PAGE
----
What did you do in the 70s Grandma?
If my parents had any misgivings when my best friend and I decided to ride our bikes up to the redwood forest near Santa Cruz, California for an overnight campout, their concerns only took the form of telling us to make sure we brought along enough water to drink along the way.
For kids like me growing up in the California suburbs, life in the seventies meant we were immortal (thanks to the right military deferment), bulletproof (thanks to the occasional shot of penicillin), and love meant never having to say you’re sorry (thanks to the Pill and Roe v Wade).
We were possibly the first and last generation to know so much freedom. We didn’t work on family farms or businesses—our dads had gone to college on the GI bill and bought new ranch houses in the suburbs. We didn’t really have to help much around the house—our moms had quit their wartime jobs to stay home and raise us, with the help of dishwashers, garbage disposals, boxed cake mixes, and new-and-improved everything from sugar cereal to ring-around-the-collar remover.
We could safely go anywhere our bikes or local buses would take us and even though we didn’t have cellphones to check in, our parents didn’t worry. Religious fanatics didn’t move to Guyana and kill over 900 people in a murder-suicide pact. Nuclear power was going to be cheap and clean and never ever cause accidents. Certainly, neither we nor Forrest Gump had ever heard of AIDS.
So when we arrived at the redwood forest, we arranged our sleeping bags under the ancient trees (no tents—it was California) and cooked our hotdogs.
I was wearing my favorite jeans, which I’d been working on for several years. There wasn’t much denim still visible because I’d covered every rip or fray with embroidered patches, designs, and deeply moving sentiments like “LOVE” and “Hi!”. I had my patchwork leather poncho, and my fuzzy newsboy style hat. My hair was long and as straight as an ironing board could make it, while my little wire-rimmed granny glasses with the pink lenses just screamed cool. My friend had something even cooler—the bag of joints she’d stolen from her big brother who was in the navy.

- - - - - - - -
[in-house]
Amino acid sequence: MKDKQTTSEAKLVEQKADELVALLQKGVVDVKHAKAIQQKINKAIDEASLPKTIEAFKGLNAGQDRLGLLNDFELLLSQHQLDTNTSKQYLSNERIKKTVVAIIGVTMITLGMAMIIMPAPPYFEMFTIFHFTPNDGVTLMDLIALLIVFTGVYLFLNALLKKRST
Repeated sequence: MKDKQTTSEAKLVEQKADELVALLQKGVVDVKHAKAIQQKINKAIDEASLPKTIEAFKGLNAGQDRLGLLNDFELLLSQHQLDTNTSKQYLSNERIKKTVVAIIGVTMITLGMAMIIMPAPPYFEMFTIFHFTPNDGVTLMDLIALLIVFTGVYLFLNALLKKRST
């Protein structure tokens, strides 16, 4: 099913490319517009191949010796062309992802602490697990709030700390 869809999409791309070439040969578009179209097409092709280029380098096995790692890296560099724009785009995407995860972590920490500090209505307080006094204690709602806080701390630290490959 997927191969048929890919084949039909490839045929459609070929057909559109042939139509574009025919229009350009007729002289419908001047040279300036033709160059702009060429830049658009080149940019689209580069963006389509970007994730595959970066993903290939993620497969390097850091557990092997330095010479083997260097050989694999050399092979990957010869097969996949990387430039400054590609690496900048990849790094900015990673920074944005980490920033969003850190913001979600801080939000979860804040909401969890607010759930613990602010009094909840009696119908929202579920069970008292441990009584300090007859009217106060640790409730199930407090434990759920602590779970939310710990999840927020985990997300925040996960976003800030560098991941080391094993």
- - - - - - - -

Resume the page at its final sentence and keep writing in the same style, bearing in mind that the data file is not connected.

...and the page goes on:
By the time it got dark, we’d linked up with several other teenagers who were also “camping”. We sat inside one of the hollow chimney redwoods, and everyone tossed their offerings into a big bowl in the center. Pills of every color, joints of every size and shape, and a few things that looked like dried mushrooms were piled together like our mothers’ bridge mix. Soon the inside of the tree was filled with smoke and most of us were feeling the whole MakeLoveNotWar thing for our new friends (some quite literally).
And that’s when the park rangers showed up.
“Normally,” they told us, “We wouldn’t hesitate to arrest the lot of you.”
In the dead silence inside our tree, I could practically see the “Oh, shit. There goes college…” bubbles like cartoon thoughts above each head.
“But.” The rangers looked at each of us. “At the moment, we’re more worried about the tree. Do you have any idea how much damage you’re doing to it right now?”
The thought bubbles (or maybe it was those mushroom thingies…) turned to capital letters. “OH SHIT, I’M A TREE MURDERER.” Because if there was one thing our generation was even more about than MakeLoveNotWar, it was The Planet. Just the week before, my friends and I had gone up to San Francisco to buy “Save the whales” and “Stop the baby seal massacre” signs from hippies in the Haight. And now we were murdering trees?
“There’s only one thing that can save the tree,” continued the ranger who seemed to be in charge. “You have to pound on the trunk to get the sap flowing. It will take at least an hour, maybe two, and we have to finish our rounds.”
We climbed out of the tree, and all started tapping the trunk.
“No, you really have to put some muscle behind it. There’s no time to waste.” The ranger seemed to be choking as he spoke. Maybe it was the smoke?
“Just to be on the safe side, I’ll take this.” The other ranger darted into the tree and picked up the goody pile in the center. The two rangers moved back into the shadows as we frantically began pounding on the bark.
I’m guessing those rangers are still laughing…
The reason I was remembering the seventies is that I just read Heliotrope, the new release by one of my favorite authors, JC Miller.
BlurbBuckle up your Birkenstocks and travel back to 1975. Discover (or relive) the pre-digital age in Arcata, a remote Bohemian college town on the northern edge of California. Meet Kit, a hard-working, bookish senior, on track for graduation—that is, until she falls for Jonathan, one-time bestselling author, now her stand-in professor. Jonathan, a master in the art of deception, isn’t who he appears to be. As their bond grows, Kit’s desire blinds her to the truth— a shocking discovery shatters her faith and ultimately tests her integrity. From the first blush of fall quarter to the final breath of spring, hard lessons will be learned. To “graduate” into an uncertain future, Jonathan and Kit must first embrace the present—including the injustices, ambiguities and absolute beauty of their lives. Beneath the ever-changing Humboldt skies they forge ahead; they stumble and sometimes fall. Heliotrope, a coming-of age story for the ages.
- Book Title: Heliotrope
- Author: JC Miller
- Genre: Romantic Literary Fiction